and certainly not something that some group owns.

    Nobody said that either.

    On the contrary, the goal should be to encourage more people to use freethought, not argue about who gets to use it.

    Nobody made any claims about who “gets” to use the term freethought. People can use it however the fuck they want, whenever the fuck they want. People can also criticize other people for using the term inaccurately and without knowledge of its etymology or its historical context. That’s what is happening here.

  12. 12
    culuriel

    I used to watch Pat Condell until I realized he’s less about exposing ignorance to correct social wrongs, and more about putting down anyone and everyone he thinks is beneath him.

  13. 13
    atheist

    @Edward Gemmer – September 27, 2013 at 3:45 pm (UTC 1)

    While I would like to believe one would eventually draw leftists conclusion by engaging in freethought, it is not automatic and certainly not something that some group owns. On the contrary, the goal should be to encourage more people to use freethought, not argue about who gets to use it.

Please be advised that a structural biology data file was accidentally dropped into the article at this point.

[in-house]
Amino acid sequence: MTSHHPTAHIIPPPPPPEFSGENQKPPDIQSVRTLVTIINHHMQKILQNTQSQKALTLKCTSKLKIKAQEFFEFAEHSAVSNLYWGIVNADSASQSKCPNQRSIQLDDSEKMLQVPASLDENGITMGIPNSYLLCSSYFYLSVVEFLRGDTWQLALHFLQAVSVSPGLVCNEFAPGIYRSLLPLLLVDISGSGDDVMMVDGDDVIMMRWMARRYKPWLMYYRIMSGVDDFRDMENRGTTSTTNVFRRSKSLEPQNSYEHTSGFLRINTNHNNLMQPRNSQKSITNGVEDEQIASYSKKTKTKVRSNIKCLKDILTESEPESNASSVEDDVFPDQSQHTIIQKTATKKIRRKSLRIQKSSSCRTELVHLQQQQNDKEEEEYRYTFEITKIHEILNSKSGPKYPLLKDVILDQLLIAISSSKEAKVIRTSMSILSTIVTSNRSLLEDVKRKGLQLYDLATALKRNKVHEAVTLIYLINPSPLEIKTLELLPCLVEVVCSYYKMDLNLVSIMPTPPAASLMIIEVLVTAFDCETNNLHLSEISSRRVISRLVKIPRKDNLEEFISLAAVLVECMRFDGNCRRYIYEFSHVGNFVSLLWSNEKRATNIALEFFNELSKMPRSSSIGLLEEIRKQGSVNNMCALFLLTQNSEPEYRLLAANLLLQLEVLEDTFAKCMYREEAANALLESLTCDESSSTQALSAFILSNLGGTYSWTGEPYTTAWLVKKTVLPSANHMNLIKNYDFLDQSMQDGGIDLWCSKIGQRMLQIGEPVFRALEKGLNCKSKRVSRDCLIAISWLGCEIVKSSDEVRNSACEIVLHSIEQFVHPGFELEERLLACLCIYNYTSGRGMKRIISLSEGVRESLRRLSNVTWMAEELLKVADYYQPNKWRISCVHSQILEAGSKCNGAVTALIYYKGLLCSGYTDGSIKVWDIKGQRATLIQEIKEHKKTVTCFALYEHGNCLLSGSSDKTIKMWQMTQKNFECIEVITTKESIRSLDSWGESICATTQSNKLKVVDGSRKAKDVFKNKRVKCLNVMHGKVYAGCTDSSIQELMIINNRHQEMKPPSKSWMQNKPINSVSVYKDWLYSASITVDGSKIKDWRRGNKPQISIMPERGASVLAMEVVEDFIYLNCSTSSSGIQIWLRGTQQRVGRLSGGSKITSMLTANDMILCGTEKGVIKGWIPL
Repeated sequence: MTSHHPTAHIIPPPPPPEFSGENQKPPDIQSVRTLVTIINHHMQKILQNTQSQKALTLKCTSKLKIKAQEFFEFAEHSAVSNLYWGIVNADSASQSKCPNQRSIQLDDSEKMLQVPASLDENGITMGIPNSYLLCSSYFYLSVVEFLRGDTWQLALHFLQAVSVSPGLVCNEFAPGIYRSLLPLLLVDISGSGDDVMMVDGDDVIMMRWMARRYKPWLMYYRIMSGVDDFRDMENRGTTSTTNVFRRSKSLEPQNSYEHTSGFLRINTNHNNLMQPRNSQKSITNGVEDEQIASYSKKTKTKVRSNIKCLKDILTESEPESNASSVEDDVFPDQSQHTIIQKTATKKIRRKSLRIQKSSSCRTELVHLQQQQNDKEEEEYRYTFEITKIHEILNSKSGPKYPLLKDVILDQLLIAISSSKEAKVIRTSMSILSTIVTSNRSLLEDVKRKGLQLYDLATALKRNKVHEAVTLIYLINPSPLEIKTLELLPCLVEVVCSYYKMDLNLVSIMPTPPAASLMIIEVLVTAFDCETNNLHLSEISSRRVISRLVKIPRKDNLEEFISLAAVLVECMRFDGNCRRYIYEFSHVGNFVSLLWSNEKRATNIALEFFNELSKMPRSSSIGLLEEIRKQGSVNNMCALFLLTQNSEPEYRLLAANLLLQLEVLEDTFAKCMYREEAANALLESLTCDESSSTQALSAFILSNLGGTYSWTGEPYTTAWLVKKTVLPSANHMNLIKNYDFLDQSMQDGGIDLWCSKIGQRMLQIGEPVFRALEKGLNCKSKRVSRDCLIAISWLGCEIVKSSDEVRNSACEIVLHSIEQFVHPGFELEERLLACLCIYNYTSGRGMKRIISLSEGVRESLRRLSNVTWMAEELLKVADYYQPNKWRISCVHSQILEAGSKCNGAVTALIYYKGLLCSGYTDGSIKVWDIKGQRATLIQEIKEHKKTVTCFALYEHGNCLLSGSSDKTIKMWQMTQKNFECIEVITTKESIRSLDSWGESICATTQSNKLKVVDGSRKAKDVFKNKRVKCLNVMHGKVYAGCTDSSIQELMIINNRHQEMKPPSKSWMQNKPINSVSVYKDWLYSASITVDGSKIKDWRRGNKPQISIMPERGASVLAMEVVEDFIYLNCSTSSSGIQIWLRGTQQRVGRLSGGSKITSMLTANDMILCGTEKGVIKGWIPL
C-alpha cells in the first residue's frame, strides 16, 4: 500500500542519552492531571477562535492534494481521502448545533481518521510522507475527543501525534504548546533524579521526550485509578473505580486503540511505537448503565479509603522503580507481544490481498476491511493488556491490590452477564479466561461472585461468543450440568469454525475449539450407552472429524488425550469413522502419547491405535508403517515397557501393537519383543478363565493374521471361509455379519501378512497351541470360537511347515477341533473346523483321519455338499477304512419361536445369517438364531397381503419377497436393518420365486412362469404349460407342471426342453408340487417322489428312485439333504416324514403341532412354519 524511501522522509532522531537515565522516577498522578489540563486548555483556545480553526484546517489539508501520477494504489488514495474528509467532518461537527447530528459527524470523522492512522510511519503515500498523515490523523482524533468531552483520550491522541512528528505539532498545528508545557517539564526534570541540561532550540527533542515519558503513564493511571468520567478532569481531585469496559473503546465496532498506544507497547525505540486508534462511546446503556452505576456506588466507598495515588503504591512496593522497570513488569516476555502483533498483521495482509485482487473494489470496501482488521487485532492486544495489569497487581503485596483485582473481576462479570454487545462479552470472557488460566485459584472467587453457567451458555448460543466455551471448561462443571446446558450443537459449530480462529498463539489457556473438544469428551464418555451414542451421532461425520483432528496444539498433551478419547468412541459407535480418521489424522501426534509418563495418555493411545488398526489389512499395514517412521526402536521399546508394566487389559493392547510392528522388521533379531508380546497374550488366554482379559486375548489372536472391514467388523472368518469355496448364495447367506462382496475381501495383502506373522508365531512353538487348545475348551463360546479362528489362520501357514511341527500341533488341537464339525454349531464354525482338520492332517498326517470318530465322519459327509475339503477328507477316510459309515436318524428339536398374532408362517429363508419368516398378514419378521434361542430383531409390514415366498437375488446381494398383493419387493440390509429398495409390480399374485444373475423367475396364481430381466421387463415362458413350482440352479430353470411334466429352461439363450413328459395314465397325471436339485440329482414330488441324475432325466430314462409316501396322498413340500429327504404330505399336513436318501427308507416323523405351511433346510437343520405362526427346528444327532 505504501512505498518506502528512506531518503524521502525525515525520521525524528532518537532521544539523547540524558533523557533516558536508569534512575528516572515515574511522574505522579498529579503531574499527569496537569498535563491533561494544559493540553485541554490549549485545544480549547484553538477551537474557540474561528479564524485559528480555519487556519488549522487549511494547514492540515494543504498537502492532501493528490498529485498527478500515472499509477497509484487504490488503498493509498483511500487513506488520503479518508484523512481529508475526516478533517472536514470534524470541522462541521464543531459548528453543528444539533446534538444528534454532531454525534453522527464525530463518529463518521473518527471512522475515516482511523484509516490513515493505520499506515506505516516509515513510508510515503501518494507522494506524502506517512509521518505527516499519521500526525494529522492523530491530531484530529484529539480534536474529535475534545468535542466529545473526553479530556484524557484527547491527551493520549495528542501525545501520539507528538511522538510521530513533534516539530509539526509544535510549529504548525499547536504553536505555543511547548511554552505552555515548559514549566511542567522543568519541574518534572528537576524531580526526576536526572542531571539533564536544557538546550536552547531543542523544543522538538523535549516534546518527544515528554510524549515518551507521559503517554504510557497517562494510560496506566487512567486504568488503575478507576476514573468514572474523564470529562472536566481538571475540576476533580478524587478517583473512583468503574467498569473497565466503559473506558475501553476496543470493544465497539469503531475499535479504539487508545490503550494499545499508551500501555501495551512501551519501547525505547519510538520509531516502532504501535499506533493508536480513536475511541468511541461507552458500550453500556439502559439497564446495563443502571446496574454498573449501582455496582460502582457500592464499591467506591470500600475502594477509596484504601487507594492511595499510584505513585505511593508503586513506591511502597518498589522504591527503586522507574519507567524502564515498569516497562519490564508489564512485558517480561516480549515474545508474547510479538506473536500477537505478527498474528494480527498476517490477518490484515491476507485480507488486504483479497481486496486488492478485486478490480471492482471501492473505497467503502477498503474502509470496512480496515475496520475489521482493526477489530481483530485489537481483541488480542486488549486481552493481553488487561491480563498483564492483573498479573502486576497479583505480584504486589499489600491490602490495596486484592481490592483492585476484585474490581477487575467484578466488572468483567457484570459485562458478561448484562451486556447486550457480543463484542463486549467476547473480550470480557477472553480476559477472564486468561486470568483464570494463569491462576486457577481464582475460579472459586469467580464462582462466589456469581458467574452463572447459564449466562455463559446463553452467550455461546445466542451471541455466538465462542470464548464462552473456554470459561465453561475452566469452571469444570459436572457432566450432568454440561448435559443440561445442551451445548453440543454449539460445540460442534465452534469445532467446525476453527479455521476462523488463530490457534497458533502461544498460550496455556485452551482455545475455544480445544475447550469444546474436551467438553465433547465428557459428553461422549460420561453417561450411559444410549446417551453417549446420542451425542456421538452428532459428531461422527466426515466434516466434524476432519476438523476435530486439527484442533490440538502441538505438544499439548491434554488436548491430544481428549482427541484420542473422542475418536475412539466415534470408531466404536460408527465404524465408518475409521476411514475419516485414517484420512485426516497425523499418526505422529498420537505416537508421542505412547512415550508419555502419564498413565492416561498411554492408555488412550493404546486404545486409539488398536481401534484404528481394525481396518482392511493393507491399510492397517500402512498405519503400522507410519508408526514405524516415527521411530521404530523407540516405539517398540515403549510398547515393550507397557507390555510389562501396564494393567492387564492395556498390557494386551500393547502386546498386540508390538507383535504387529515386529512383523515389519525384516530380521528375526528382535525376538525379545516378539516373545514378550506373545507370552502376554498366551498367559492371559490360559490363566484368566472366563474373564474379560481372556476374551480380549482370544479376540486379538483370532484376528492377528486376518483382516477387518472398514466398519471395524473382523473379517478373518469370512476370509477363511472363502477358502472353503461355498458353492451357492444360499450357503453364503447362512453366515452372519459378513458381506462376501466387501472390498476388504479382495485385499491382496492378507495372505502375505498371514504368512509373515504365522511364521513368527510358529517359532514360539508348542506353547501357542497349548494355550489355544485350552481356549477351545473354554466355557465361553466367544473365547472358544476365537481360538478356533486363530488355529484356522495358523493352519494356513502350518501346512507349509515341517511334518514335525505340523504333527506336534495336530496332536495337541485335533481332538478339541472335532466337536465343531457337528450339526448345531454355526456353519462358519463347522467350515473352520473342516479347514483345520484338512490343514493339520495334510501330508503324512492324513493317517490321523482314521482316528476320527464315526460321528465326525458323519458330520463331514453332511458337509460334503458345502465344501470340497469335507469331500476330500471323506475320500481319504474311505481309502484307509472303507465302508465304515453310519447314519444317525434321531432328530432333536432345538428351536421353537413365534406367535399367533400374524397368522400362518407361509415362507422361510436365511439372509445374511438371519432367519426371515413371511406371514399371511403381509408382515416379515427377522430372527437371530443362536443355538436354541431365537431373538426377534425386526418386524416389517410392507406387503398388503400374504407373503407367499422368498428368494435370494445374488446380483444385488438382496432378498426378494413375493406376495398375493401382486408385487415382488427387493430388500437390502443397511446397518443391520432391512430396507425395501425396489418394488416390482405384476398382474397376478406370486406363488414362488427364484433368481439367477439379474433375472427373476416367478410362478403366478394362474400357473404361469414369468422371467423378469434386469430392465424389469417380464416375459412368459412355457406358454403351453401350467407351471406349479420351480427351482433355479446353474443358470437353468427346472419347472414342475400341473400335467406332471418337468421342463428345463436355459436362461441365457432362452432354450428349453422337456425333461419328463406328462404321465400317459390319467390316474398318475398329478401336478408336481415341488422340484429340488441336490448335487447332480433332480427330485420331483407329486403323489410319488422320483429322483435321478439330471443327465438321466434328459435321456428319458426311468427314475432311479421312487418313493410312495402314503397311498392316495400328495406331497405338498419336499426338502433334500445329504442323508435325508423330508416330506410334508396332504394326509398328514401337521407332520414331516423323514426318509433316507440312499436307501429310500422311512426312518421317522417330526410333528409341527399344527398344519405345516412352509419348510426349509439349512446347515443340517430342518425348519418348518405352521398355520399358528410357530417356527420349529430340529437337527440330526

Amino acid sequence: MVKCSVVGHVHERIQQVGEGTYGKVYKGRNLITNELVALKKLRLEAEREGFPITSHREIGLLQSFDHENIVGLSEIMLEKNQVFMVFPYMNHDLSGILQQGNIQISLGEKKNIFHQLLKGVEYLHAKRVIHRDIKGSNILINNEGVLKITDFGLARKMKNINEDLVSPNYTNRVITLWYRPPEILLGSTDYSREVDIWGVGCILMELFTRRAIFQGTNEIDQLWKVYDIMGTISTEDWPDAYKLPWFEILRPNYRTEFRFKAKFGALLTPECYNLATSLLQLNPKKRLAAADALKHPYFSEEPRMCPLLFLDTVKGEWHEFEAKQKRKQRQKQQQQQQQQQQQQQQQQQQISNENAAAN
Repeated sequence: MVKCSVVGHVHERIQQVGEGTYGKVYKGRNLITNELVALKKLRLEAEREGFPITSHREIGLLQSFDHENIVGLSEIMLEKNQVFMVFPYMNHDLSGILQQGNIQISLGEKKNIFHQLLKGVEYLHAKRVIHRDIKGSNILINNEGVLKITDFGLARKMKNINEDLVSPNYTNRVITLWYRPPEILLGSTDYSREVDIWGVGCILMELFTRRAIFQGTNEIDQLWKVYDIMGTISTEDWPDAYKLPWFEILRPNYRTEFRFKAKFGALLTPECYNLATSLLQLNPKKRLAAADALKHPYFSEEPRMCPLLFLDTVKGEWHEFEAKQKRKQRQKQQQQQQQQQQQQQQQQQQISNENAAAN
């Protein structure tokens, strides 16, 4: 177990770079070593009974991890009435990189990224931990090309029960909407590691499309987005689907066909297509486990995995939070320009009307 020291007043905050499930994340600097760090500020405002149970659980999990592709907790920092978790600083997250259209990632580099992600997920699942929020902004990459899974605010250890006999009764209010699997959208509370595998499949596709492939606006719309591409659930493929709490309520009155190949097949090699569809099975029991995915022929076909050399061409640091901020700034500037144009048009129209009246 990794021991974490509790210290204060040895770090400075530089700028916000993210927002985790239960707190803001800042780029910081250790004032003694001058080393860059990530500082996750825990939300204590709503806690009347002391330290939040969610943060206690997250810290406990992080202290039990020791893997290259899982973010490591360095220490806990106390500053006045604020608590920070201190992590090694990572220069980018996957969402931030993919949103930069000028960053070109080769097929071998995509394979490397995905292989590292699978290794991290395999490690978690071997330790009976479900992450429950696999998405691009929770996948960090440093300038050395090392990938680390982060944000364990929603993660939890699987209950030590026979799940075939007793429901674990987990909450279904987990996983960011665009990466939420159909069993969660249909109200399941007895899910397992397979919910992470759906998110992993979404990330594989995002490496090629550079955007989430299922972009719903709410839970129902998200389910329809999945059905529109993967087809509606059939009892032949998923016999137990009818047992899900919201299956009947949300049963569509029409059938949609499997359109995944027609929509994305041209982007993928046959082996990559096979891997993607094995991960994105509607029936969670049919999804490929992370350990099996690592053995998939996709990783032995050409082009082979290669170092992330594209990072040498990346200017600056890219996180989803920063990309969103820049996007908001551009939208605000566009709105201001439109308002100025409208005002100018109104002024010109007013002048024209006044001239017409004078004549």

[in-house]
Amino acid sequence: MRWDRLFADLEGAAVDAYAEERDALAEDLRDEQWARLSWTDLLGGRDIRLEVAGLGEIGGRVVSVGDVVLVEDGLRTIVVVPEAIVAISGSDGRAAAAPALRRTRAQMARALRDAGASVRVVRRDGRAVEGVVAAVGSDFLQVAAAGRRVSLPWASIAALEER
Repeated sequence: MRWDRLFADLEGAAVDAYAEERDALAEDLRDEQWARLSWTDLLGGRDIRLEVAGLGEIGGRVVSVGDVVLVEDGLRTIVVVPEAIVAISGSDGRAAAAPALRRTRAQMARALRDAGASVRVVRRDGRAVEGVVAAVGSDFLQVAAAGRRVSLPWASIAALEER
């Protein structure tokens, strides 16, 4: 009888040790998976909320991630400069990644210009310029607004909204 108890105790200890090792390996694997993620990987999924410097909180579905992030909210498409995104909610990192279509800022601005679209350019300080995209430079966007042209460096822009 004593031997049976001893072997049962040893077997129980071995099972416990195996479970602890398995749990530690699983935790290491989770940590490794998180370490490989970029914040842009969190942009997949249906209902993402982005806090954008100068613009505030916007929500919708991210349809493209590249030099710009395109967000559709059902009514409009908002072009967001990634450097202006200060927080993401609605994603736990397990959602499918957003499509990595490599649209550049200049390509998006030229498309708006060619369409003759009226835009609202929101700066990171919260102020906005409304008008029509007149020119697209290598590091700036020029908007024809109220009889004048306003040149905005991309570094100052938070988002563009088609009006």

It’s not so much that people will be pulled left through the use of “free thought”, it’s more that, to be honest, the people who are interested in “free thought” in the first place tend to be left wing. What do theocrats or libertarians gain by having people think about the world freely and critically? Absolutely nothing, and in fact free critical thought will tend to cause problems for them. Which is why they instead focus on dogmas: theocrats focus on their holy book, while libertarians focus on economics and certain aspects of the law.

  14. 14
    johngreg

    I do not agree that the history of Freethought is particularly meaningful to criticizing Condell’s comments, in particular in regard to his intended implication that FTB is a network of narrow-minded, ideological and dogmatic blogs.